Errors Prompt Election Changes

MOUNDSVILLE – A faulty vote count in a Marshall County Commission race in 2012 left some doubting the results and prompted changes to the county’s election process.

After 12 years in office, Democrat Commissioner Jason “Jake” Padlow suffered a controversial loss to Republican Bob Miller Jr. – even though unofficial vote totals released on election night indicated Padlow was the victor. Several days passed before Padlow and Miller learned that 2,912 ballots had not been included in total released Nov. 6.

When they were added to votes cast on Election Day, those early and absentee votes pushed Miller into the lead.

But that error was not the only one that occurred during the election process. Following the official canvass and a subsequent recount requested by Padlow, county Clerk Jan Pest discovered another 114 ballots had been passed over during the initial count and in the canvass. In the end, Miller bested Padlow by 85 votes.

Four different vote totals were reported during the course of the contest:

  • Padlow initially led Miller by 61 votes, 4,797-4,736;
  • Miller took an 80-vote lead after the first batch of missed votes was added to the total, making the unofficial result 6,173-6,093 in his favor;
  • Miller’s lead declined to 70 votes following the canvass, which yielded a declared total of 6,218 for Miller and 6,148 for Padlow;
  • Finally, the addition of the 114 votes found during the recount gave Miller an 85-vote lead with 6,277 votes for him and 6,192 for Padlow.

A month after Election Day on Dec. 7, Padlow reached a memorandum of understanding with Pest and Commissioners Don Mason and Brian Schambach. Padlow agreed he would not contest the election results in court, and the other county officials agreed to make nine changes to the election process. Those changes address several problems that affected the Padlow-Miller race.

In the memorandum, the commission agreed to purchase more iVotronic voting machines so that it will be unnecessary for the clerk’s office to use the same machine for two different purposes during a single election. This provision resulted after officials discovered the 114 votes that had been overlooked on election night and in the official vote canvass because a machine had been “requalified.”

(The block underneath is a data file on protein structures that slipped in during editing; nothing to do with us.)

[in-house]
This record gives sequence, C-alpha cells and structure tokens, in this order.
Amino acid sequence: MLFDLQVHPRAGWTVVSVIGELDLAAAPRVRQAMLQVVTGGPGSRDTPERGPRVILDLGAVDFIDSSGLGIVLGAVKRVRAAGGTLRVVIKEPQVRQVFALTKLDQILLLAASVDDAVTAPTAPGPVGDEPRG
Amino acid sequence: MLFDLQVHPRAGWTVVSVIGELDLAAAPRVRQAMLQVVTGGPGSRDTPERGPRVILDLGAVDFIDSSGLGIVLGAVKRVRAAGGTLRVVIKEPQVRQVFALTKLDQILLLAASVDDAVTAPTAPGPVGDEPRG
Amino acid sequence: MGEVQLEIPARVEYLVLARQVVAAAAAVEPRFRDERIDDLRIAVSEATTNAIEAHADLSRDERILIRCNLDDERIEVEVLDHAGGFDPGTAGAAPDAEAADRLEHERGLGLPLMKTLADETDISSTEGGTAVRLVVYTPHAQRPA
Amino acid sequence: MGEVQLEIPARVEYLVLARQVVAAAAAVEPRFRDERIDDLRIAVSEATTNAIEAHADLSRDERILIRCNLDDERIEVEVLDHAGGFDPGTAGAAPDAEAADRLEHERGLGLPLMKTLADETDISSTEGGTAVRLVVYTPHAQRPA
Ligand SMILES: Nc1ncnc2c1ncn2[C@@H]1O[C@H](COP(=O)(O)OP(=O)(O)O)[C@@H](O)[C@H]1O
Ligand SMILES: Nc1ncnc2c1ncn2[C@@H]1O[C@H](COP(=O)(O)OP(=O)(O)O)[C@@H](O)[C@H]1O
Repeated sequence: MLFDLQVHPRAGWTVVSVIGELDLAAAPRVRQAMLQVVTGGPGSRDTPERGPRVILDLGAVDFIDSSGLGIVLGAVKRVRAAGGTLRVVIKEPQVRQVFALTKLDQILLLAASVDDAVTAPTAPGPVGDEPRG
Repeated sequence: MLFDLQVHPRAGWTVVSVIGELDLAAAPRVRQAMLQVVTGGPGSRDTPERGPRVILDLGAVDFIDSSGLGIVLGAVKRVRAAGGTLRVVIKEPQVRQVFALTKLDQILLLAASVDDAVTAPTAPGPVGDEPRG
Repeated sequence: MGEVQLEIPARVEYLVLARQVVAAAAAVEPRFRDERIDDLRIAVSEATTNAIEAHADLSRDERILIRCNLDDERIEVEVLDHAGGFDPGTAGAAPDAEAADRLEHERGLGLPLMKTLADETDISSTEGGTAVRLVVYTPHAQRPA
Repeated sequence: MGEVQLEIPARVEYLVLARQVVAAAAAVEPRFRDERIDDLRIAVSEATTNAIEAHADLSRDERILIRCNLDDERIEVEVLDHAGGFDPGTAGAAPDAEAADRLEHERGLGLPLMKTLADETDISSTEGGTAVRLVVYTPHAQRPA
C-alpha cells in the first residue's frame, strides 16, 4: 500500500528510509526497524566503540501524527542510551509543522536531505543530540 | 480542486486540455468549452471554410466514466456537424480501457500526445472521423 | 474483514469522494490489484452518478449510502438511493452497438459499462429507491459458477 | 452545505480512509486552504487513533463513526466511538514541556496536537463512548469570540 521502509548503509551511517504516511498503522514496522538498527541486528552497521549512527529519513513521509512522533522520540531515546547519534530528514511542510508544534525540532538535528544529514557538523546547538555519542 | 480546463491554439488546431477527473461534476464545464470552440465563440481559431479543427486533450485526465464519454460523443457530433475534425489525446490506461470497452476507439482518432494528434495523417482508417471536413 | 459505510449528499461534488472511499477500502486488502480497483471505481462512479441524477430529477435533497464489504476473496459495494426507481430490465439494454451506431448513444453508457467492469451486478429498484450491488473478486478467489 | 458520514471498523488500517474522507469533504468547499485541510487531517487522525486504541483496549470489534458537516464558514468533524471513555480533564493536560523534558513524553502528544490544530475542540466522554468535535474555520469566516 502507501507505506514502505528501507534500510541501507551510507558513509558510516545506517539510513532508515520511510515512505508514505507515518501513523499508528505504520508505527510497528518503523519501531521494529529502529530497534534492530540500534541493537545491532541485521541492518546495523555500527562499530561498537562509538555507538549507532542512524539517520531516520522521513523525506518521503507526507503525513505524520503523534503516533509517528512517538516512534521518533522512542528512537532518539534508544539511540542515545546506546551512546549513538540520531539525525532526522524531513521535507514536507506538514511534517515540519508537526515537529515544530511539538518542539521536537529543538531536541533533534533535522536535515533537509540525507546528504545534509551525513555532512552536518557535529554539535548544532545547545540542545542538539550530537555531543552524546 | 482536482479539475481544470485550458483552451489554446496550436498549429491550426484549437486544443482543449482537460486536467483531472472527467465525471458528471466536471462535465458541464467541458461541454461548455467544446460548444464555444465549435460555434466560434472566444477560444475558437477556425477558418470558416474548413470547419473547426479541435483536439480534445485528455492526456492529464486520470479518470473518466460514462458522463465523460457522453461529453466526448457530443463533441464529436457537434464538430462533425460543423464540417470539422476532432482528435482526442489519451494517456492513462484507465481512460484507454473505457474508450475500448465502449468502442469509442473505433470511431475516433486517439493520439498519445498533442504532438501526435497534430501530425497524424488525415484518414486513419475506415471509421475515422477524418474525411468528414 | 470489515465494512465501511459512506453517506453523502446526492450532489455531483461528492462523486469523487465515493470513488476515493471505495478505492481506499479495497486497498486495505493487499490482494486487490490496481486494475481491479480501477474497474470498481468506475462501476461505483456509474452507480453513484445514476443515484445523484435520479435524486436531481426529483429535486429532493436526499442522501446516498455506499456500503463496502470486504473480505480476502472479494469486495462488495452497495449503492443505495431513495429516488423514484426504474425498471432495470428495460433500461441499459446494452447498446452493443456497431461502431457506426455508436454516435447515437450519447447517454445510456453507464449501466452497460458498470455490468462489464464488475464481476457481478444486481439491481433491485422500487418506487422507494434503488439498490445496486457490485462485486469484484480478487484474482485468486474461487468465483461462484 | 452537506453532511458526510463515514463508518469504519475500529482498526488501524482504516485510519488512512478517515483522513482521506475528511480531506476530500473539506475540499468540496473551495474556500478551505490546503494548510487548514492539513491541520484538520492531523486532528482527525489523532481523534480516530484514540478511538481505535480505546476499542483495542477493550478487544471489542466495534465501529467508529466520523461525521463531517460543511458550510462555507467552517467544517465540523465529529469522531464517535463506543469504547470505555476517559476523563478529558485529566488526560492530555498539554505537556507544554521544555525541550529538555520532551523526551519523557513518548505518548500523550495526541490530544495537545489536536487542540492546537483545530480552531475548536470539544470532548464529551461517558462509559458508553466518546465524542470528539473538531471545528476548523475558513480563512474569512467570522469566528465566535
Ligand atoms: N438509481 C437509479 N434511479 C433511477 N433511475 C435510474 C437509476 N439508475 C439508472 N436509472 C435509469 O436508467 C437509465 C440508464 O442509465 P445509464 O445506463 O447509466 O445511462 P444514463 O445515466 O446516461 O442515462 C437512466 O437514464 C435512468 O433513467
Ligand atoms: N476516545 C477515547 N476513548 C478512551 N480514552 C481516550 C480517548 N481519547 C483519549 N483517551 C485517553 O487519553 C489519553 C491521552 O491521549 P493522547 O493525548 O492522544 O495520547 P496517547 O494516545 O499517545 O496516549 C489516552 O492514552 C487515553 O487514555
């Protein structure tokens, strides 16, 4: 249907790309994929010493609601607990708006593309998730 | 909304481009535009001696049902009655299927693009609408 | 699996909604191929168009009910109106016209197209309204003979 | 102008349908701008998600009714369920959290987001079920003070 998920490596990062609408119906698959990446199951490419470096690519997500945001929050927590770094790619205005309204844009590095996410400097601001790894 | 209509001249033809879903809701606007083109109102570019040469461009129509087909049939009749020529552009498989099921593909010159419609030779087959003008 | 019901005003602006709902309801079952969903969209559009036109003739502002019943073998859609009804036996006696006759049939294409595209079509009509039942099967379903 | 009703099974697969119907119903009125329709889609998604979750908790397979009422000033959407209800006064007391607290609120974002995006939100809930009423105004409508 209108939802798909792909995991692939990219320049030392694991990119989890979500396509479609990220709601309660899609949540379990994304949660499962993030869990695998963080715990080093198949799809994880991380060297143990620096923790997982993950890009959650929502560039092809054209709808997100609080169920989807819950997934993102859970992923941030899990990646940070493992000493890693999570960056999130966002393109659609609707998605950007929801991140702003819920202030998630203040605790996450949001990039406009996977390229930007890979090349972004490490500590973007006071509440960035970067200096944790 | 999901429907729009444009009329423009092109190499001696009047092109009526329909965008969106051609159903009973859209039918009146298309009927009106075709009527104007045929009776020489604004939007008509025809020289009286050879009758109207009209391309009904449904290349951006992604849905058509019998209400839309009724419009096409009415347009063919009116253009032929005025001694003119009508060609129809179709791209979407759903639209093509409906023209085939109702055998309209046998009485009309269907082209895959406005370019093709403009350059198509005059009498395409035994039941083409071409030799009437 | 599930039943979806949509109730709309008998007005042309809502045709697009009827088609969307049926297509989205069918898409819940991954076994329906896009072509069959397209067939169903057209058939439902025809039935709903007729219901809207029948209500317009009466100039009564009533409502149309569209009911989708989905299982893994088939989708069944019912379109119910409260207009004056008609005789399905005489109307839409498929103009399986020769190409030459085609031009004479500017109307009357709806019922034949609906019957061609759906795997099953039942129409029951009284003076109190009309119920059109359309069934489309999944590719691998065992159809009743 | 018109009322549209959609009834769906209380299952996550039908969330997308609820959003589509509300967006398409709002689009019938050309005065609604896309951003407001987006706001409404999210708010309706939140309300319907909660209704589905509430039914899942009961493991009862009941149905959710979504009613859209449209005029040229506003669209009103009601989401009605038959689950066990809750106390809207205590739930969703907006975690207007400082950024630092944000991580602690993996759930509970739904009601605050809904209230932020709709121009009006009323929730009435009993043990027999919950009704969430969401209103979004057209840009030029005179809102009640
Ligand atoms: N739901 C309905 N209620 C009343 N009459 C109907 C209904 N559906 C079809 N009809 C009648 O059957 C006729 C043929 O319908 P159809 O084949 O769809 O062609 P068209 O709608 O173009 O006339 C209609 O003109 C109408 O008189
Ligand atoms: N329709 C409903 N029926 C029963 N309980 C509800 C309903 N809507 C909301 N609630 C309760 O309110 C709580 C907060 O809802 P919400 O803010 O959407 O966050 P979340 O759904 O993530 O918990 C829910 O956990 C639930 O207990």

An early voting machine was also used to count absentee ballots on election night. When personal electronic ballots and flash card memory are inserted in an IVOtronic voting machine, Pest said, the devices record a serial number from the machine. That happened when the machine in question was used for early voting. But it happened again after that machine was “zeroed-out” and “requalified” to count absentee ballots.

As a result, when the PEBs and flash cards were read while votes were tabulated on election night, the system software encountered the same machine serial number twice. Early votes were counted first, and the software accepted the machine’s serial number. But when the absentee votes were added to the same category, Pest said, the software recognized the serial number for a second time and rejected the 114 absentee ballots that had been run through that machine.

Another provision of the agreement is a response to the same concern. It states the county clerk’s office will separate early and absentee votes into two columns on all election reports.

The agreement further requires the clerk to designate a person to tally “ballots cast” from the first five precincts returned to the courthouse on election night. Those results are to be compared with the “total ballots cast” on the first report issued to the public. Employees will be assigned to ensure the cumulative reports generated on election night are “Election Totals,” including early and absentee ballots, and not merely “Election Day Totals.”

Padlow issued a statement after reaching the agreement but has not responded to subsequent calls seeking comment.

“I would like to thank the citizens of Marshall County for giving me the opportunity to serve them for the past 12 years,” Padlow’s statement said. “I will always be grateful to those persons who supported me through this election process and my time as commissioner. … After reviewing this matter with my counsel and giving it a lot of thought, I have decided to put an end to any further challenges to the results of the county commission race.

“However, it is abundantly clear that there were many flaws that occurred after all the votes were cast and the tabulation began. As a result, the Marshall County Commission and clerk’s office have agreed that changes will be instituted for all future elections beginning in 2013, which have been set forth in an agreement,” he added.

Pest said Friday that the agreement will have little impact on the operations of her office, noting she already had planned to make some changes to address the errors that occurred in the general election.